• Vitamin D deficiency, . . . can have detrimental effects on bone, muscle, respiratory, neurological, and respiratory health. . . . vitamin D deficiency [is defined as] less than 50 nmol/L serum concentration.”
  • “The objective of this systematic review was to analyze the current body of literature regarding the effect of vitamin D supplementation on (1) aerobic capacity; (2) anaerobic measures, such as strength, speed, and anaerobic power; (3) serum biomarkers of inflammation; and (4) bone health. We hypothesized that vitamin D supplementation would have a positive effect on all 4 of these outcomes.”

Here’s what the researchers conclude:

  • “This systematic review demonstrates that oral vitamin D supplementation is an effective method of improving serum 25(OH)D levels.”
  • “Results of this systematic review indicated that the greatest benefit of vitamin D supplementation in elite athletes may be improving aerobic endurance, anaerobic power, and strength. More research is needed to determine the effect of vitamin D supplementation on bone health and injury risk in this population.”
  • “The benefits of vitamin D supplementation in athletes remain unclear and inconsistent. However, its greatest benefit in this population may be improving aerobic endurance, anaerobic power, and strength. Given the high prevalence of vitamin D deficiency in this population, supplementation in the winter months should be considered, especially for those in geographic areas that receive less sunlight. Future studies should investigate the benefits of long-term supplementation towards outcomes such as injury prevention.”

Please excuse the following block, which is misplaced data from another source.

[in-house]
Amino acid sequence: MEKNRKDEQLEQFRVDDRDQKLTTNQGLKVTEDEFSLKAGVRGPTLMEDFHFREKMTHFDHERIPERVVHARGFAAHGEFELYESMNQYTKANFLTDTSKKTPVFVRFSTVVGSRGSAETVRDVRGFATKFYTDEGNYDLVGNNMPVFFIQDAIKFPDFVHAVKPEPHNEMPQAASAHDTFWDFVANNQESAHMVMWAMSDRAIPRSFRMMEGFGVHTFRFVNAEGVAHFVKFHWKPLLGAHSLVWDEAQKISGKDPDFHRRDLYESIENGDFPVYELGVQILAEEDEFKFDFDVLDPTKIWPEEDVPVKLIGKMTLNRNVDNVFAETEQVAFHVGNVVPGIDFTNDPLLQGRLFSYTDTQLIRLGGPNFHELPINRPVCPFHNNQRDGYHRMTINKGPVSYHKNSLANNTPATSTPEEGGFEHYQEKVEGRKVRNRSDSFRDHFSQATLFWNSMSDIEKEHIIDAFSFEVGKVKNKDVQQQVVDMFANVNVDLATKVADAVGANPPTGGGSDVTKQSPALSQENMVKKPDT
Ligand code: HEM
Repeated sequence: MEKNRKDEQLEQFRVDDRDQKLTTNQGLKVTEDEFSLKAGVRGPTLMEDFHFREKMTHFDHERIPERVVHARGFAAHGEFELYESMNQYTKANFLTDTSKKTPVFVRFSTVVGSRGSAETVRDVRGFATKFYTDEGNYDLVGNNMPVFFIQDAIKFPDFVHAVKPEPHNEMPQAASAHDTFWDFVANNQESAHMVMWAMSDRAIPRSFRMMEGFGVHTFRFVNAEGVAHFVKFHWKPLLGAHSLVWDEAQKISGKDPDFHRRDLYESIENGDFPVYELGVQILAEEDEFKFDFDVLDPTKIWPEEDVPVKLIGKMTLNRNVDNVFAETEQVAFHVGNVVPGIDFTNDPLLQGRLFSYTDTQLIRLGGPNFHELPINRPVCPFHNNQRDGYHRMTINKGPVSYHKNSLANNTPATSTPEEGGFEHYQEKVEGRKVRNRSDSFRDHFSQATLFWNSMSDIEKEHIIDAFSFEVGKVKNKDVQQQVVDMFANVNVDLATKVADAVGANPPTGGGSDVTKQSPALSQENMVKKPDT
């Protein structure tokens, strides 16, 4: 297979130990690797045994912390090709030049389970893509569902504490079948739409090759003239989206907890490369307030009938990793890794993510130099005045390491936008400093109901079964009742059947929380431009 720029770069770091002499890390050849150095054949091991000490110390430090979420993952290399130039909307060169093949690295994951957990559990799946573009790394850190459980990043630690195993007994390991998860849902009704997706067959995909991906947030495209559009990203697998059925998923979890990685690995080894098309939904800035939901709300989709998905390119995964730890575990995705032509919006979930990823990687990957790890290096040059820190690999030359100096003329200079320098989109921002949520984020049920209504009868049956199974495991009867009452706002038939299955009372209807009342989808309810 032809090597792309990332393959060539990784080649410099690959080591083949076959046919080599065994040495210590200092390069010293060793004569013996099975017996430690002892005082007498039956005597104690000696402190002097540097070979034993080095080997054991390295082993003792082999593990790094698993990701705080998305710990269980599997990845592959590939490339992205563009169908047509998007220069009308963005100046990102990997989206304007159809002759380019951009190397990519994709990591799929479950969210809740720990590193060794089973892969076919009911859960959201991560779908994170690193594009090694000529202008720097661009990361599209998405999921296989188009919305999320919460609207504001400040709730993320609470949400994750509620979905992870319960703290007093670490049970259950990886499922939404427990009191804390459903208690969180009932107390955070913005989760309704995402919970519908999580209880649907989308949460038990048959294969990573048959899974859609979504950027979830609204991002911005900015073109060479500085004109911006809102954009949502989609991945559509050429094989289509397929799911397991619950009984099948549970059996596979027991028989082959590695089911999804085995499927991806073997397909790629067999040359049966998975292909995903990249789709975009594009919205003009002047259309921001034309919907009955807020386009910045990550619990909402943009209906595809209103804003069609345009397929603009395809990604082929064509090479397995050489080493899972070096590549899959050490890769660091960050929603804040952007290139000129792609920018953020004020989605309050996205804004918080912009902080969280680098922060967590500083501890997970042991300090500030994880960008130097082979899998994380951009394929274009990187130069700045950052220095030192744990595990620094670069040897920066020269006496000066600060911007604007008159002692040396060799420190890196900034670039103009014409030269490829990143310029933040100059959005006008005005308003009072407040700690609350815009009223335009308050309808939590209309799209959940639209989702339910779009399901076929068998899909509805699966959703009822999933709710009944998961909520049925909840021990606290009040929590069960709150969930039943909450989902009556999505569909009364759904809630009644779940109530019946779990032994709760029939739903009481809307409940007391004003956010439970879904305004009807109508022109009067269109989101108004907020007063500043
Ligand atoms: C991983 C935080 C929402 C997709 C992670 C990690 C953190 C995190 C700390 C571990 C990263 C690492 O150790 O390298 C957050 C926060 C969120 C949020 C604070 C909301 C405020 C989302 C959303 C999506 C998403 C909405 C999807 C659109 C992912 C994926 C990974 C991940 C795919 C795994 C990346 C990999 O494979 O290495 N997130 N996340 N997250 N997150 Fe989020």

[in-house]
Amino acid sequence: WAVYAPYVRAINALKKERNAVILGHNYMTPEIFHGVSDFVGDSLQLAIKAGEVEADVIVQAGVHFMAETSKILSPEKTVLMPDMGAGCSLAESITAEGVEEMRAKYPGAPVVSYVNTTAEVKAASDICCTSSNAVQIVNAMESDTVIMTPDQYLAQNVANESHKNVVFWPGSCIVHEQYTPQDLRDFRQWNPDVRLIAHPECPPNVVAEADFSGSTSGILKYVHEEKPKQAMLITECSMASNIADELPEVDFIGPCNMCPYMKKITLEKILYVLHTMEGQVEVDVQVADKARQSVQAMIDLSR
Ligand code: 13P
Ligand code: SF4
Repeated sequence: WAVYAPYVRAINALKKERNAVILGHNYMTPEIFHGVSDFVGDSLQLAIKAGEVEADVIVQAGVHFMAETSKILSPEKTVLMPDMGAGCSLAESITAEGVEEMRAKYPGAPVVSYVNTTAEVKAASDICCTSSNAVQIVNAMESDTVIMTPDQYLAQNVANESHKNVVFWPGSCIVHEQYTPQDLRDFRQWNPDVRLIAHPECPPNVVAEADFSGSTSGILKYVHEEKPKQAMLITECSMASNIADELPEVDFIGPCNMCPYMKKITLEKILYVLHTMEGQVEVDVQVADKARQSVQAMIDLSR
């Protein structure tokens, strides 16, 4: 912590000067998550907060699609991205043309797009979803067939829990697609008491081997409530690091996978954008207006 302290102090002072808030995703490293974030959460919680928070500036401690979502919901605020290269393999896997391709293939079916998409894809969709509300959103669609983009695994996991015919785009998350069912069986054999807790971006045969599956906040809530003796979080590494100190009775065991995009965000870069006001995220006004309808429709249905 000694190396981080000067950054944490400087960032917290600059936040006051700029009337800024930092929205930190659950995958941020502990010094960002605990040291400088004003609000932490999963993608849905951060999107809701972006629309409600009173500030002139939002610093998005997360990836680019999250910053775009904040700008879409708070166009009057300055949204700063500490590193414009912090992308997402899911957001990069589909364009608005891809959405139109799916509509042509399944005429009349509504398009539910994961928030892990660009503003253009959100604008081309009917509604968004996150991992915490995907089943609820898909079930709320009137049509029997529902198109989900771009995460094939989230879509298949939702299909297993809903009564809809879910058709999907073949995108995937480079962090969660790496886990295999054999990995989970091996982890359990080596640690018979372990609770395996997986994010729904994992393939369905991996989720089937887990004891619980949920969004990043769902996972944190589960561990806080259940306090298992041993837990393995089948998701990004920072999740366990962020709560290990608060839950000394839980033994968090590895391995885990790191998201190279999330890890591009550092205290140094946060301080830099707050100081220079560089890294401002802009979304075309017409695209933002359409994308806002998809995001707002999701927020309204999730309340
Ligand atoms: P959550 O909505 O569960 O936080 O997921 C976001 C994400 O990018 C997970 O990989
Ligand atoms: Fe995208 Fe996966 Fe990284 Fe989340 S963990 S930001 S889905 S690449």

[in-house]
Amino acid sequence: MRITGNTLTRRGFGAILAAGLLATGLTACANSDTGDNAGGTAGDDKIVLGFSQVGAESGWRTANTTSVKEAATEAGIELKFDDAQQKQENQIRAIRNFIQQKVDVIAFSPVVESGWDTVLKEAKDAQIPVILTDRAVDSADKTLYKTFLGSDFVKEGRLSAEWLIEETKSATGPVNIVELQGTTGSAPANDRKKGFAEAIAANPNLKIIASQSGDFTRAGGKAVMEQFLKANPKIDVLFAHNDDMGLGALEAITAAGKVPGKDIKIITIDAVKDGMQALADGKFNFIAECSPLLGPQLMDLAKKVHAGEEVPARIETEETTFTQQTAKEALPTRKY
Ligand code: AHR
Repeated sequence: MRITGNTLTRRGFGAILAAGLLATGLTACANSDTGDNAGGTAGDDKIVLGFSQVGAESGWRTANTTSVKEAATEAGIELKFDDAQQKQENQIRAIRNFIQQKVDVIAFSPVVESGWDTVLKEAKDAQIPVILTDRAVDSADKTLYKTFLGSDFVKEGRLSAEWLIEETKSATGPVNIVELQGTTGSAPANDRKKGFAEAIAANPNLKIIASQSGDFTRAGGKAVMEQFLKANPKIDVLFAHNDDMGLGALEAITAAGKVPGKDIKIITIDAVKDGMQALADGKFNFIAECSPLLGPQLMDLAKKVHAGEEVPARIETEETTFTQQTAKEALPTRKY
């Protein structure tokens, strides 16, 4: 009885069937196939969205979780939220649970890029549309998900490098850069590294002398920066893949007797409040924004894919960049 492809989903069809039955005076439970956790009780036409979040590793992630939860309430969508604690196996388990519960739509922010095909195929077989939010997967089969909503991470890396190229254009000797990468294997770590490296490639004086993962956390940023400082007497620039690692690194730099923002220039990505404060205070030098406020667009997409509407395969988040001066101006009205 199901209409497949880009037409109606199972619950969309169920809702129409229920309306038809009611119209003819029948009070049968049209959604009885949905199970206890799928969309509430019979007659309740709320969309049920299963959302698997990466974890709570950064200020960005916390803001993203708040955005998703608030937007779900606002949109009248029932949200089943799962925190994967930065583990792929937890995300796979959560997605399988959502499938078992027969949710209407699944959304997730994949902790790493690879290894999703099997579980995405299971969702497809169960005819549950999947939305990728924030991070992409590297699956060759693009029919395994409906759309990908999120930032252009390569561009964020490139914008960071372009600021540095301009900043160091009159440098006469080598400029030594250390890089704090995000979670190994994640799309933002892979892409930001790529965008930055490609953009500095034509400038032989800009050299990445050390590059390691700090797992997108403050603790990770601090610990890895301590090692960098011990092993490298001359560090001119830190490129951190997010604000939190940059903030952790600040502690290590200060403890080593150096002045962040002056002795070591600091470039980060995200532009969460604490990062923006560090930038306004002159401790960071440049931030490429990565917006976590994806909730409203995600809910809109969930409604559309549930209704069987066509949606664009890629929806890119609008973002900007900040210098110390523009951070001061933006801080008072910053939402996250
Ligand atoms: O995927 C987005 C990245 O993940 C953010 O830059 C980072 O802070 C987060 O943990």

In other words, many people are low in vitamin D, including elite athletes. Taking vitamin D supplements orally (via drops or tablets/caplets) helps to increase blood levels of vitamin D and are linked to better outcomes for athletes specifically in the areas of:

  • aerobic endurance,
  • anaerobic power, and
  • strength.

Vitamin D supplements should be considered when there is less sunlight (via geography and seasonality).

For more information, here is a link to the study: https://www.ncbi.nlm.nih.gov/pmc/articles/PMC10768611/

 

Signing off and toasting: To keeping up with the latest and greatest scientific research in nutrition, fitness, and health coaching!

 

Over to you

 

Do you have a specific question about any of these new studies?

Are you looking for a easy-to-understand study summary that you can share with your audience and clients?

What health topic/niche is most important to you?

Let me know in the comments below!

 

What's the latest health research for your nutrition, fitness, or health coaching practice?

Find out in the weekly Health Scoop News 📑email updates. See some of the latest studies (with Leesa's "in other words" explainers) here. Sign up if you want to be first to know new research:

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I'm Leesa Klich, MSc., R.H.N.
Health writer – Blogging expert – Research nerd.

I help health and wellness professionals build their authority with scientific health content. They want to stand out in the crowded, often unqualified, market of entrepreneurs. I help them establish trust with their audiences, add credibility to their services, and save them a ton of time so they don’t have to do the research or writing themselves. To work with me, click here.